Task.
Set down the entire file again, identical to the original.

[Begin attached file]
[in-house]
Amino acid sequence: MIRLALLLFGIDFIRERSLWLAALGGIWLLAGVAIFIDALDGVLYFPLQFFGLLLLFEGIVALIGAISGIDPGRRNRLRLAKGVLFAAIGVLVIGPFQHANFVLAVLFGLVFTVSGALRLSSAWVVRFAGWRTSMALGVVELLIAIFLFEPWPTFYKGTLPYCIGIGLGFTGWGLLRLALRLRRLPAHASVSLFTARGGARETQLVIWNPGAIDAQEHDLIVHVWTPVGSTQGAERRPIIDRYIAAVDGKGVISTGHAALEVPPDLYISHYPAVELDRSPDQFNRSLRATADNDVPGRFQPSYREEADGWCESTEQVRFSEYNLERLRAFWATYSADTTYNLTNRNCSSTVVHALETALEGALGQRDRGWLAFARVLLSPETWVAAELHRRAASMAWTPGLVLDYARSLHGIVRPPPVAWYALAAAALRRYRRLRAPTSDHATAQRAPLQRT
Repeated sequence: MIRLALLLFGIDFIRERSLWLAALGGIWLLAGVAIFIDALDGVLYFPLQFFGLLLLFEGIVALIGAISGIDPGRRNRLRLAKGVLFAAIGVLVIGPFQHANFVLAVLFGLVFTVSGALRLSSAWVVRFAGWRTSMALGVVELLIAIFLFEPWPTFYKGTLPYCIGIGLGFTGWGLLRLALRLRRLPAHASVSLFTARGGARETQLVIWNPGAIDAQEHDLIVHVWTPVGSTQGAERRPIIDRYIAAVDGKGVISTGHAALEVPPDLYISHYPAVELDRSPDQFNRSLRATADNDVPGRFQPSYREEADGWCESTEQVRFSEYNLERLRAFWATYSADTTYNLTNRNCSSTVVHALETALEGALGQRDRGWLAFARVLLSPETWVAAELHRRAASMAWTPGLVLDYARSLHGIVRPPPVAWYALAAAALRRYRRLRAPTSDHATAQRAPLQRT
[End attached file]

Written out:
[in-house]
Amino acid sequence: MIRLALLLFGIDFIRERSLWLAALGGIWLLAGVAIFIDALDGVLYFPLQFFGLLLLFEGIVALIGAISGIDPGRRNRLRLAKGVLFAAIGVLVIGPFQHANFVLAVLFGLVFTVSGALRLSSAWVVRFAGWRTSMALGVVELLIAIFLFEPWPTFYKGTLPYCIGIGLGFTGWGLLRLALRLRRLPAHASVSLFTARGGARETQLVIWNPGAIDAQEHDLIVHVWTPVGSTQGAERRPIIDRYIAAVDGKGVISTGHAALEVPPDLYISHYPAVELDRSPDQFNRSLRATADNDVPGRFQPSYREEADGWCESTEQVRFSEYNLERLRAFWATYSADTTYNLTNRNCSSTVVHALETALEGALGQRDRGWLAFARVLLSPETWVAAELHRRAASMAWTPGLVLDYARSLHGIVRPPPVAWYALAAAALRRYRRLRAPTSDHATAQRAPLQRT
Repeated sequence: MIRLALLLFGIDFIRERSLWLAALGGIWLLAGVAIFIDALDGVLYFPLQFFGLLLLFEGIVALIGAISGIDPGRRNRLRLAKGVLFAAIGVLVIGPFQHANFVLAVLFGLVFTVSGALRLSSAWVVRFAGWRTSMALGVVELLIAIFLFEPWPTFYKGTLPYCIGIGLGFTGWGLLRLALRLRRLPAHASVSLFTARGGARETQLVIWNPGAIDAQEHDLIVHVWTPVGSTQGAERRPIIDRYIAAVDGKGVISTGHAALEVPPDLYISHYPAVELDRSPDQFNRSLRATADNDVPGRFQPSYREEADGWCESTEQVRFSEYNLERLRAFWATYSADTTYNLTNRNCSSTVVHALETALEGALGQRDRGWLAFARVLLSPETWVAAELHRRAASMAWTPGLVLDYARSLHGIVRPPPVAWYALAAAALRRYRRLRAPTSDHATAQRAPLQRT